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3 Reasons to Never Quit Your Bipolar Meds—and 3 to Consider It

“Pivoting” isn’t just matrixed-organization corporate speak. When you have bipolar disorder, meds can be a literal lifesaver—but there are times when you need an Rx pivot.
A woman holding a tray of pills

Finding the right medication for bipolar disorder is a bit like starting a game of Wordle—it can take a few tries before you land on the right combination. And because this can be a lengthy process, it’s easy to feel frustrated…and tempted to ditch meds altogether. 

The trash can starts looking especially good when you’re feeling stable and wondering whether you can handle stopping, says Anandhi Narasimhan, M.D., a clinical psychiatrist and neurologist in Los Angeles. Other times, patients feel like their medications dull their joy, she adds.

That’s a hard pill to swallow—for doctors and patients alike—because most people with bipolar disorder truly need meds to be able to live a full life without the deep lows and way-too high highs that can disrupt everyday function. But modern regimens present fewer of the side effects that used to scare patients away from meds in the first place: Research published in the American Journal of Psychiatry shows there’s been a strong shift away from mood stabilizers like lithium—which can cause adverse reactions like tremors—and toward a combination of antipsychotic and antidepressant medications, a mix less likely to carry the same deal-breaker-level side effects.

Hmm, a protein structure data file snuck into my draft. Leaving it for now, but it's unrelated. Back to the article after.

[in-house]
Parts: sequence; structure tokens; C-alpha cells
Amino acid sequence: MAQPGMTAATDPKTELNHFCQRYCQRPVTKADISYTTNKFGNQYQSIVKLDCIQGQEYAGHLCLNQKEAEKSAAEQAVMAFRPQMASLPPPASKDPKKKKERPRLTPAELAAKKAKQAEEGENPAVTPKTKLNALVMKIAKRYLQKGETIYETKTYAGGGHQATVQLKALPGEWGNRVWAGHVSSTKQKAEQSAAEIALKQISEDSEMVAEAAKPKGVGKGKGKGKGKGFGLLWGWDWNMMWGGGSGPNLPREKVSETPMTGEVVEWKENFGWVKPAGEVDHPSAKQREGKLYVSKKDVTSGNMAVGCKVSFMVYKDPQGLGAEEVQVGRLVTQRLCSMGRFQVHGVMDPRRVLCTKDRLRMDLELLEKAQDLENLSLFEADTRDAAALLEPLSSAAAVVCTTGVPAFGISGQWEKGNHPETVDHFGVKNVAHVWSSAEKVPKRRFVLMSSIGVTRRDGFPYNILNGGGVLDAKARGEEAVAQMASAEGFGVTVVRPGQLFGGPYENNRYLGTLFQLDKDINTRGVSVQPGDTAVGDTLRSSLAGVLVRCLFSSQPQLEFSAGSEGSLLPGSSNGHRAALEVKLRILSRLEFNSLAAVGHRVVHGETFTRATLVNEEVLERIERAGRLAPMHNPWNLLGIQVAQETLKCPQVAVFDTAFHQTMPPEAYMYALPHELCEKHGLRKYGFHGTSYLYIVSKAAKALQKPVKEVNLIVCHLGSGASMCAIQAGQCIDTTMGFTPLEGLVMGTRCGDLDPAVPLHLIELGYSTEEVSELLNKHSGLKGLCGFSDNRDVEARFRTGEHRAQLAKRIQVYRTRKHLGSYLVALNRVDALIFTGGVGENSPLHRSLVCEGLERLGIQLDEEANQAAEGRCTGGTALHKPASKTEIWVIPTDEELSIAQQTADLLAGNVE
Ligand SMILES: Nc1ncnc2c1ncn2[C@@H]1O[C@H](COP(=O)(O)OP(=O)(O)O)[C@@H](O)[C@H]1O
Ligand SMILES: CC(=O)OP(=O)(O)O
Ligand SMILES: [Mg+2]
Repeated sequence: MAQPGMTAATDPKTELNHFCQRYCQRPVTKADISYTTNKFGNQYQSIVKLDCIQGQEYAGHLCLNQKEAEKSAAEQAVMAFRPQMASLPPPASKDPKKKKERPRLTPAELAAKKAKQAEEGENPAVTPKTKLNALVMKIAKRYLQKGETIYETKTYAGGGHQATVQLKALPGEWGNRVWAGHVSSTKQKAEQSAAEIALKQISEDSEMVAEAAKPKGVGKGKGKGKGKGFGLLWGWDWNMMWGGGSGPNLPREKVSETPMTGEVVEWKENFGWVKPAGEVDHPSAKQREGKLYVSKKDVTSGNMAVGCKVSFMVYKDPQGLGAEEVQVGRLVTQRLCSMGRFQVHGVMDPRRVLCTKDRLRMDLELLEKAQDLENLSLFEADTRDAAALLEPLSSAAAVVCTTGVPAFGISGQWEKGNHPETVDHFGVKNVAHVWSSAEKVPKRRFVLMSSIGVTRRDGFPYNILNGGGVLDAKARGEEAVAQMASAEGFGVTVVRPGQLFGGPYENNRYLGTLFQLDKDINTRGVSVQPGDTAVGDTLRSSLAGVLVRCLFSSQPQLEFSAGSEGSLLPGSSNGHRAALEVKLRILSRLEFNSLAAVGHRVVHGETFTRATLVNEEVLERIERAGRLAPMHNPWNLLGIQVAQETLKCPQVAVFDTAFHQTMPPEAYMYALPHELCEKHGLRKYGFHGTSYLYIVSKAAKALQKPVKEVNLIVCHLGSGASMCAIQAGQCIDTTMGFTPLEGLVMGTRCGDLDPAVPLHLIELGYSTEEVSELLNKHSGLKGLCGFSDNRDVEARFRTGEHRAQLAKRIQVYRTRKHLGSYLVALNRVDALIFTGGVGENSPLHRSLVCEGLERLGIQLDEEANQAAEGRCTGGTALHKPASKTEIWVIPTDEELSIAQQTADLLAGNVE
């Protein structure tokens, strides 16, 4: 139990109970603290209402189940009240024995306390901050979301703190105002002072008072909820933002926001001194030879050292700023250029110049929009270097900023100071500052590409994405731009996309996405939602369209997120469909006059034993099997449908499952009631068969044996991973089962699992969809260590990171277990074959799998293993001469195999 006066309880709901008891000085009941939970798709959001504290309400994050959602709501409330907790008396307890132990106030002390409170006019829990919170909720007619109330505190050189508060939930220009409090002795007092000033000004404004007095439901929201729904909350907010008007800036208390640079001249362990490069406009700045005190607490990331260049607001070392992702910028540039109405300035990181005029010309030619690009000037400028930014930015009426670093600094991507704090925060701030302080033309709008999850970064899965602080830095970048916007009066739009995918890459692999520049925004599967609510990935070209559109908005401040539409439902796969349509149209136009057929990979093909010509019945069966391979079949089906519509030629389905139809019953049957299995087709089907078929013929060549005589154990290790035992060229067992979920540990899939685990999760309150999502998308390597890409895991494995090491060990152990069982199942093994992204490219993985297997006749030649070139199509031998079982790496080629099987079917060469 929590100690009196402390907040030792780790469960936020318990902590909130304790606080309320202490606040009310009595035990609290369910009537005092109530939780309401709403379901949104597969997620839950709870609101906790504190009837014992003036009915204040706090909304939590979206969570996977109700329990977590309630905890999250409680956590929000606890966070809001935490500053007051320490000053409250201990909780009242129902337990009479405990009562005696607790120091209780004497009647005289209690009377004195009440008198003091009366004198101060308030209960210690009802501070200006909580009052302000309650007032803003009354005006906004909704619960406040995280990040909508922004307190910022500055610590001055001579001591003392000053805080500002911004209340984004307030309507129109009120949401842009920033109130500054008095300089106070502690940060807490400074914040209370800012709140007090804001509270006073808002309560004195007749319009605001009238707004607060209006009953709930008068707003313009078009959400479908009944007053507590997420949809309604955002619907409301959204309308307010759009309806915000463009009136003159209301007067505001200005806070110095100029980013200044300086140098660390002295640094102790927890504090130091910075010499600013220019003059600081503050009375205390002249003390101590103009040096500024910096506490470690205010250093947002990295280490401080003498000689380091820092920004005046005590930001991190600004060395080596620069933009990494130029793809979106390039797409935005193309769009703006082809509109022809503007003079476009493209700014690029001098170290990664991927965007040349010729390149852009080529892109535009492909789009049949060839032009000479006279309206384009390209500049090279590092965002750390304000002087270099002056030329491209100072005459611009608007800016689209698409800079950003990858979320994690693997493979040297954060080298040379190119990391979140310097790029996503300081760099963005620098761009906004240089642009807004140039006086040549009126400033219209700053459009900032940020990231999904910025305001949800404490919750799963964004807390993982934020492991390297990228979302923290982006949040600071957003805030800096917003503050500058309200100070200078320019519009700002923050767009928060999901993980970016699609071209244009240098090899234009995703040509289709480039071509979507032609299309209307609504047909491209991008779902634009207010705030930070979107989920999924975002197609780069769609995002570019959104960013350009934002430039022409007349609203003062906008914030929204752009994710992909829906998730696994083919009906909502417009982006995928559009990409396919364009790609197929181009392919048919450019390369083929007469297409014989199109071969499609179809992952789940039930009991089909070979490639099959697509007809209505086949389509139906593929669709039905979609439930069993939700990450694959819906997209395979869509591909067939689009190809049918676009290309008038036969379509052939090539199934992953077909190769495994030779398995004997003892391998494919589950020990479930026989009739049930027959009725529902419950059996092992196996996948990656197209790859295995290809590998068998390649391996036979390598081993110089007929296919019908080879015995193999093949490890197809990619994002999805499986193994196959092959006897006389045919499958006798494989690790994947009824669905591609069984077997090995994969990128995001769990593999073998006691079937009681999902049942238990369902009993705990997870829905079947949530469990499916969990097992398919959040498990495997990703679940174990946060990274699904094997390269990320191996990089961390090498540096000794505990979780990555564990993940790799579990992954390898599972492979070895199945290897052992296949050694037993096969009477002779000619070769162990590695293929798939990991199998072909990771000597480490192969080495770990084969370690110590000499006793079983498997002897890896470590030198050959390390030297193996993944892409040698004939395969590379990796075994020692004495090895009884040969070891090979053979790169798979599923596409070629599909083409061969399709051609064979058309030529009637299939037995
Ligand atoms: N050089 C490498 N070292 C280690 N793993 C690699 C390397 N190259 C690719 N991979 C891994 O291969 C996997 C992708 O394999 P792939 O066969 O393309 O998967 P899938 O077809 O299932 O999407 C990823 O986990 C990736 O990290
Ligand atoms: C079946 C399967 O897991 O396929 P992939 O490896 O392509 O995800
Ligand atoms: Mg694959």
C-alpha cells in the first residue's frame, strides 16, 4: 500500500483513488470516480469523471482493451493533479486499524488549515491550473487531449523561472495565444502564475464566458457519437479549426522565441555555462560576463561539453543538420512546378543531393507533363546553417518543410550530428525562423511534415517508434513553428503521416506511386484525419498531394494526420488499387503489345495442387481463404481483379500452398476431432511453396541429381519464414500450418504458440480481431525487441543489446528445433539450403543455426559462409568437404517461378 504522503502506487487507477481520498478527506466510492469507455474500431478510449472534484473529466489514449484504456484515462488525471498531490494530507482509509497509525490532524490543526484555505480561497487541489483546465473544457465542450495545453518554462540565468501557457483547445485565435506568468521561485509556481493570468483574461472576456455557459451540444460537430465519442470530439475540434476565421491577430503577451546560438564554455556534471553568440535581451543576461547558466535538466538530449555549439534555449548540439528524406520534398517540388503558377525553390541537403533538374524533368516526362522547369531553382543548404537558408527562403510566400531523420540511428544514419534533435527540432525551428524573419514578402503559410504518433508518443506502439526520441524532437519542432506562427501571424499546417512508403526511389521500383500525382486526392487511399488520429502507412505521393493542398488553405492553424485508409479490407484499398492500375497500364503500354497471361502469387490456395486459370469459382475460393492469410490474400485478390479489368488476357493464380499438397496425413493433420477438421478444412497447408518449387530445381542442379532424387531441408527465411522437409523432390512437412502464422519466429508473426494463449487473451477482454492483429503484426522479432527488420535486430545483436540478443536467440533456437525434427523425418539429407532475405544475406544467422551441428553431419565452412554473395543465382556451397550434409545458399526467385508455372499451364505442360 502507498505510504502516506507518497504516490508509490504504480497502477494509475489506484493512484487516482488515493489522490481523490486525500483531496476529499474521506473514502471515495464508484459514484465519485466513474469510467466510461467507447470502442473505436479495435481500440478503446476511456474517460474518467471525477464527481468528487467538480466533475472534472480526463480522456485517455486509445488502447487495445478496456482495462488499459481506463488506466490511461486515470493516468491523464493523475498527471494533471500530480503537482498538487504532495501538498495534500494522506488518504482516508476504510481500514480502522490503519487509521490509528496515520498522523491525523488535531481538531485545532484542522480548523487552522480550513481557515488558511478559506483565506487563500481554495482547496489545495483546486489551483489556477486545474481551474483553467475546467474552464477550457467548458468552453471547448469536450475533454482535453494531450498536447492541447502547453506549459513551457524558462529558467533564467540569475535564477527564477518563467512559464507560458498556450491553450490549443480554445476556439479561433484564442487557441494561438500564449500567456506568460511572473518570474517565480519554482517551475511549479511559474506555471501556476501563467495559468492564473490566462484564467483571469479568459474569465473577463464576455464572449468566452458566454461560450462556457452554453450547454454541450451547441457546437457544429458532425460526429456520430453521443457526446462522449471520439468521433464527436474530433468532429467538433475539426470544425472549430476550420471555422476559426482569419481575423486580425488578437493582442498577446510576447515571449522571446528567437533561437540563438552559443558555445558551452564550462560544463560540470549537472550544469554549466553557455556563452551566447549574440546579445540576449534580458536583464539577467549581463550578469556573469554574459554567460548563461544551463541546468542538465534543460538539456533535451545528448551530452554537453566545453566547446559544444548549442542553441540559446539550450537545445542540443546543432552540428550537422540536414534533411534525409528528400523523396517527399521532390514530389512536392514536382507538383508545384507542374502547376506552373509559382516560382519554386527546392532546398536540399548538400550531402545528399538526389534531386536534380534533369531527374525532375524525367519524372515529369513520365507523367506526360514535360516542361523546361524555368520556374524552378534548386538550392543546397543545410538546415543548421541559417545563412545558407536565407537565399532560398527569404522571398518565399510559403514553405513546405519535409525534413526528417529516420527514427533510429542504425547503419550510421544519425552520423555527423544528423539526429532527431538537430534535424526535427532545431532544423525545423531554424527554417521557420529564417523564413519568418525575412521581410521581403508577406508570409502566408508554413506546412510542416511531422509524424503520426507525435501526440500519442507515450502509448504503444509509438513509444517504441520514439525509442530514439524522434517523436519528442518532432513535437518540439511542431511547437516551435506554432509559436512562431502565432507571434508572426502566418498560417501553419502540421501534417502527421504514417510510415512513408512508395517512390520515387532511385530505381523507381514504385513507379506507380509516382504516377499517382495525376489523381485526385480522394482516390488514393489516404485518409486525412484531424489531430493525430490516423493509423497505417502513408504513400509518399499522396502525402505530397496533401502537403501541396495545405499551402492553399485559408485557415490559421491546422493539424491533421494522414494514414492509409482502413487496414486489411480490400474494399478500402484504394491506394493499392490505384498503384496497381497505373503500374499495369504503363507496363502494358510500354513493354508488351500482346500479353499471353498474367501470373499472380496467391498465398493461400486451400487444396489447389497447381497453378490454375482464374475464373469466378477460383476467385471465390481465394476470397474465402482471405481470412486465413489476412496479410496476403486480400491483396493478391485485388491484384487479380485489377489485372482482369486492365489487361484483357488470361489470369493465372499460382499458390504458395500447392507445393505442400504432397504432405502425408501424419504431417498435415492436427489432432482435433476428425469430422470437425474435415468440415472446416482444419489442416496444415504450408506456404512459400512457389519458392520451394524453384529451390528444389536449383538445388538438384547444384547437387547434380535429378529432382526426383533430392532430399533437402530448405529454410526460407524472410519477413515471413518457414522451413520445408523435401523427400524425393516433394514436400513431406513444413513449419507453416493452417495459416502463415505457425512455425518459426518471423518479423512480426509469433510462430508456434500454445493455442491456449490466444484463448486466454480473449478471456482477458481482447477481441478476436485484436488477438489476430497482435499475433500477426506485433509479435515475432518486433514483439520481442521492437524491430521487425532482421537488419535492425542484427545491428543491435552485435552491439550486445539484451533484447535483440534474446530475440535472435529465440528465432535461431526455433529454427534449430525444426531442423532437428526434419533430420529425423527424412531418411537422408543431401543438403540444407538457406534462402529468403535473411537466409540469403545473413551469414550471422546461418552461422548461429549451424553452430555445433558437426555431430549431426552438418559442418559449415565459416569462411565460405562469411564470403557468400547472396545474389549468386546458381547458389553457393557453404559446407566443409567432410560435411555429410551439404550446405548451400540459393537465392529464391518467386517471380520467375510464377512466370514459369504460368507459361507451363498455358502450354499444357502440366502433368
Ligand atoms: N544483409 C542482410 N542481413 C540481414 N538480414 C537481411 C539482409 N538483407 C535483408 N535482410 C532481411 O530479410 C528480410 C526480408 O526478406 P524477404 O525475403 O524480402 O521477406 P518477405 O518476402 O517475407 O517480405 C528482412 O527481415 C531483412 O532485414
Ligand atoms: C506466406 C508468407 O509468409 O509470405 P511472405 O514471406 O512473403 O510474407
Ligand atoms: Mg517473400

This said, how can you determine if you do need an Rx change? You should always consult your doc (please, no ditching meds before talking to a pro!), but consider these scenarios to help you decide whether it’s time to start that conversation.

3 Reasons to Stay on Your Bipolar Medication

1. Your Episodes Could Intensify
If you’re thinking, I still have depression and mania, so why keep popping pills?, know this: Your symptoms could become worse if you stop taking your meds, especially if you do so suddenly, says Ami Baxi, M.D., a psychiatrist at Northwell Health in New York City. Episodes may not only become more intense, but also more frequent. That’s because the medications affect your brain chemistry in a way that’s stabilizing, she says. Pulling the plug all of a sudden doesn’t just put you back where you started—your brain now has to overcompensate for the loss of stability.

2. You Haven’t Given Meds Enough Time
It’s been a month, and your new medication combo still isn’t clicking. Time for goodbye, right? Not so fast (literally). According to Dr. Narasimhan, it takes between six to eight weeks to know the true stabilizing effects of the meds. If your symptoms are worsening, definitely check in with your doctor, but otherwise try and give your newish meds a fair shake. 

3. You Could Have a Psychotic Break